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Stillbirth rates not increasing in the region according to hospital officials

Patients are encouraged to ask questions to their healthcare providers should they have concerns
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There have been rumours circulating the web about the rise of still-births in Waterloo Region. Now, officials from two local hospitals say this is incorrect.

The Chief of Obstetrics and Gynecology at Cambridge Memorial Hospital said the misinformation is very concerning. Grand River Hospital also took to social media stating the spread of misinformation is "dangerous and creates unnecessary anxiety and fear among expectant families."

Taking to Twitter with a statement saying, "there is no truth to these claims. Occurrences of still-births in Waterloo Region are tragic. Still, they remain steady at between two and four per cent, lower than the national average."

"This year, we have had 982 deliveries in Cambridge and four still-births. That is a still-birth rate of 0.41 per cent, which is our average," said Kristin Wadsworth, Chief of Obstetrician and Gynecology at Cambridge Memorial Hospital.

Dr. Peter Potts, Joint Chief of Staff at Grand River Hospital and St. Mary's Hospital  said the misleading information on twitter suggested 86 still-births occurred in the region. In reality 12 had occurred in the last fiscal year between both GRH and CMH.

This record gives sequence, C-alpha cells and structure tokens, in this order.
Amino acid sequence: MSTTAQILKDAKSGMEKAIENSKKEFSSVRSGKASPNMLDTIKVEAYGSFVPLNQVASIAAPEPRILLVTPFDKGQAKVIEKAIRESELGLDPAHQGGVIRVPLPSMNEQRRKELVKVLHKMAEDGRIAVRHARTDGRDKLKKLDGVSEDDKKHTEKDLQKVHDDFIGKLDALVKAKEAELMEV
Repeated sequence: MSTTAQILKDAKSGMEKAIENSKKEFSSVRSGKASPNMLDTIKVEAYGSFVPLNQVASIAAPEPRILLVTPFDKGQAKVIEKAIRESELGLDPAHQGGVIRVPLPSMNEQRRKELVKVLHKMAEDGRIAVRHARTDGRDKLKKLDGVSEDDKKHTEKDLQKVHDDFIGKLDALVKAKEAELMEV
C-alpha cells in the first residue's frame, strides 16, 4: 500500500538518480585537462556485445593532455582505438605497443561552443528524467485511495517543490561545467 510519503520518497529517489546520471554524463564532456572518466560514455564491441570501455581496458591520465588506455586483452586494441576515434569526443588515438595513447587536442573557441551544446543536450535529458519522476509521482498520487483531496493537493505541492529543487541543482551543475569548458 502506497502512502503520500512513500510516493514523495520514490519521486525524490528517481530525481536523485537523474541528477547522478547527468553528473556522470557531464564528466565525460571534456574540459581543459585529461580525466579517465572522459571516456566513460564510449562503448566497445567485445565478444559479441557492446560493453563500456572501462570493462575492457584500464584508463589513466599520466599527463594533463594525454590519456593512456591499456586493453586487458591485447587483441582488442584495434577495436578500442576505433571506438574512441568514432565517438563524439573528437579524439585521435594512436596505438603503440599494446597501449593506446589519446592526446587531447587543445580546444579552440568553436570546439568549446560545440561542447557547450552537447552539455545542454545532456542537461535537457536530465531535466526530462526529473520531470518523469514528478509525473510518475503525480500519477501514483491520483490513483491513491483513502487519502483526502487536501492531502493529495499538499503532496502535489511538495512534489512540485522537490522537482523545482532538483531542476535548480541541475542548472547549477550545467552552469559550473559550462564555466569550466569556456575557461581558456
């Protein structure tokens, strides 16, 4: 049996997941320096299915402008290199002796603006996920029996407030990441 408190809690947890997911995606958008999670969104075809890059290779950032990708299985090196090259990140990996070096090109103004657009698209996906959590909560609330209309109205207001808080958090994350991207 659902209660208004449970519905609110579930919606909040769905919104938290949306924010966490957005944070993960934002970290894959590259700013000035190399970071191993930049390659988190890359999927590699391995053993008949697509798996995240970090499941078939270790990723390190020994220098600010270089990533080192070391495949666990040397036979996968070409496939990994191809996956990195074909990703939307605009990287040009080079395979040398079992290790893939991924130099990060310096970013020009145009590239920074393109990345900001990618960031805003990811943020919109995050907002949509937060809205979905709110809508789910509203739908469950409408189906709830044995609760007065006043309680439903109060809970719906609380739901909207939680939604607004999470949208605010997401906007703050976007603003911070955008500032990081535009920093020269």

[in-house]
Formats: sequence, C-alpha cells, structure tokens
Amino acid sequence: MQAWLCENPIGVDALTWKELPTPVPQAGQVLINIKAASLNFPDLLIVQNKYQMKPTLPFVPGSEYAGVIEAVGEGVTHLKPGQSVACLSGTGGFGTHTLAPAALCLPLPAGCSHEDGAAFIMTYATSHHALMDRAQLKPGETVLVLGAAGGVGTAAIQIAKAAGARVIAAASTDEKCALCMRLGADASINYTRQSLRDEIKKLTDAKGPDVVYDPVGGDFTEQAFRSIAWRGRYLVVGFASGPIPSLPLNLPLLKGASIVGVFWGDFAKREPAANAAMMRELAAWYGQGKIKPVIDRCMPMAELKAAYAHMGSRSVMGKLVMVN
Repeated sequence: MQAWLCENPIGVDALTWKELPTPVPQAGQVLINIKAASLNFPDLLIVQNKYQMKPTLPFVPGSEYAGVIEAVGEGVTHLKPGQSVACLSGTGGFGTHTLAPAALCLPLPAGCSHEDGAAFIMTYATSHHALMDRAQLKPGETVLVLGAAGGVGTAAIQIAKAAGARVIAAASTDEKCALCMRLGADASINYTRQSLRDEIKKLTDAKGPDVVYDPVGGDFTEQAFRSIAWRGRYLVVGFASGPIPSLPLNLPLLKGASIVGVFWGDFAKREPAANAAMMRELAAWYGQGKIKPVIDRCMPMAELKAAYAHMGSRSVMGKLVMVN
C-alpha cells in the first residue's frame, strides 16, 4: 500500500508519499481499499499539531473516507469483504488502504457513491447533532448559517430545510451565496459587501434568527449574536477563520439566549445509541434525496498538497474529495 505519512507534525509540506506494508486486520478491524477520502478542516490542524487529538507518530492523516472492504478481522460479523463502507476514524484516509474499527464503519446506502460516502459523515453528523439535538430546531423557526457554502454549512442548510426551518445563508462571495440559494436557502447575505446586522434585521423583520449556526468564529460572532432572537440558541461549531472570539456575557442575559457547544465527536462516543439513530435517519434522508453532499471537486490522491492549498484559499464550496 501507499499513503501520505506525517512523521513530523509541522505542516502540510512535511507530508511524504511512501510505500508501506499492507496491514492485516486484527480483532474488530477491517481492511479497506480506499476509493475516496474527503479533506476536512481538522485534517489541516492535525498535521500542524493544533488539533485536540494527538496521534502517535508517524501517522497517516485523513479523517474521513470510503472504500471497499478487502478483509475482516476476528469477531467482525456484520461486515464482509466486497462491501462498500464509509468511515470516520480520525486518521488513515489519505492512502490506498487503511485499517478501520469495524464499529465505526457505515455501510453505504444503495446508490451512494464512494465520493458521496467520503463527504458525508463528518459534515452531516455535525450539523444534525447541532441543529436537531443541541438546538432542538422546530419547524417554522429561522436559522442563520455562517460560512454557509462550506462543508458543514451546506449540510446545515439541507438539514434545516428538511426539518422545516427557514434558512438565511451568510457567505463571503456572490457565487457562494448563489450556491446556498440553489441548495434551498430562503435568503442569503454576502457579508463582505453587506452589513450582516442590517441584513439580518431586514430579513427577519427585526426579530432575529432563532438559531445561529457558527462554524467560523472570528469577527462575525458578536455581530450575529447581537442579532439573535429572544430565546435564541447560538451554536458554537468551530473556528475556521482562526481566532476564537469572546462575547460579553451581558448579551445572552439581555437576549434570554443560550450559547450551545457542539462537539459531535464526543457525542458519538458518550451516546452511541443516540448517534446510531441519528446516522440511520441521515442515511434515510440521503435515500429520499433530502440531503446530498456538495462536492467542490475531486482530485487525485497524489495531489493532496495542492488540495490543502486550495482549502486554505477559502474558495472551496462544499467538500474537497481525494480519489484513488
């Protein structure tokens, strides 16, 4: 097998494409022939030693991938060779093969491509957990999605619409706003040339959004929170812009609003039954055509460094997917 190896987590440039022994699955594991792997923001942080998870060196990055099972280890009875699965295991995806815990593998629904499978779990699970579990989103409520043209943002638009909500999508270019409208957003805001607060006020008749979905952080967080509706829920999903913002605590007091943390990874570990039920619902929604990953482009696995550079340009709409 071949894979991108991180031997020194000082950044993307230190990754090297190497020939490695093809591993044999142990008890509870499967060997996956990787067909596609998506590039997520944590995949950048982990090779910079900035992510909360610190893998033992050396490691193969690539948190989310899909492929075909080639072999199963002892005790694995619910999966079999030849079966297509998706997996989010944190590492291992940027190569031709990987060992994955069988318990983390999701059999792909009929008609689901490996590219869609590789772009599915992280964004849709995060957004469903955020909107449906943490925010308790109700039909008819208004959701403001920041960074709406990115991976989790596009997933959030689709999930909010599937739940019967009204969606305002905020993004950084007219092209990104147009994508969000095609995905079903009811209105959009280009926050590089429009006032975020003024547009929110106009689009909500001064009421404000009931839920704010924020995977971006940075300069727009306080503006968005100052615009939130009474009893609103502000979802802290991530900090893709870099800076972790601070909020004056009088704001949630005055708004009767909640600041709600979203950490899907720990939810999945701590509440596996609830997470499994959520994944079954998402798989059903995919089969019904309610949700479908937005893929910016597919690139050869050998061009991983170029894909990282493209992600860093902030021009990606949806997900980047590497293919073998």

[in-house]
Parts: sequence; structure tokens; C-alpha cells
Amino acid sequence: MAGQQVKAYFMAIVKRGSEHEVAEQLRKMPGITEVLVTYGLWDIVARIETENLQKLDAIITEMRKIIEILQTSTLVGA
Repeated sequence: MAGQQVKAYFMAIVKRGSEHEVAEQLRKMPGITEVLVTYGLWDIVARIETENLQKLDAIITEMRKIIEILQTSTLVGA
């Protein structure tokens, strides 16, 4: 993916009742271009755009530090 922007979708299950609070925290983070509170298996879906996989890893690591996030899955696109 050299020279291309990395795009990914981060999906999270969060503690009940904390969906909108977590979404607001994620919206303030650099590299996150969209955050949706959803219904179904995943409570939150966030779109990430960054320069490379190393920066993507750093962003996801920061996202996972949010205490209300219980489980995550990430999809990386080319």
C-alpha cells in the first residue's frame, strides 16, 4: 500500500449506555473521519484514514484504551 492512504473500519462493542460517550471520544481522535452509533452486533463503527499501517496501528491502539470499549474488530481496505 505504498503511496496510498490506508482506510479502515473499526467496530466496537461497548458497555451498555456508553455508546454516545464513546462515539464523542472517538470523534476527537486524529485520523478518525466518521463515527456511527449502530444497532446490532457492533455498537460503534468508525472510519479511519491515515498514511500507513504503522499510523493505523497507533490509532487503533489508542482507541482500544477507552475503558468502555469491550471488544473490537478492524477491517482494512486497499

Dr. Wadsworth stresses for expectant families to ask their medical provider questions if they have concerns. Still, it is the actual COVID-19 virus that is of concern and not the vaccines. 

According to Dr. Wadsworth, the hospital's still-birth rates have been the same year over year, but they have noticed some pregnant patients who come in with COVID have had to be shifted to the ICU and did have early deliveries.

"If you are pregnant and get COVID, you are more likely to end up in the hospital, end up in the ICU, and end up having a pre-term baby, which can lead to more problems."

Dr. Potts said, "we feel COVID vaccinations during pregnancy are a normal part  to prenatal care and the obstetricians and midwives in the community strongly support the vaccination during pregnancy.

"There is a growing body of evidence that the vaccination is safe."

Dr. Wadsworth added vaccinations are essential for everyone. The American College of Obstetrics and Gynecology,  the Centre for Disease Control and The Society of Obstetricians and Gynaecologists of Canada has made a statement regarding the vaccine and its safety amongst pregnant individuals. 

"Vaccinations are important for everybody, and we know they are safe in pregnancy. We want to protect our patients as much as possible, and it is okay to ask questions. It is important to ask the medical provider, what the evidence is, what the recommendation is and not to look at social media. We are always happy to answer patient questions," she said.

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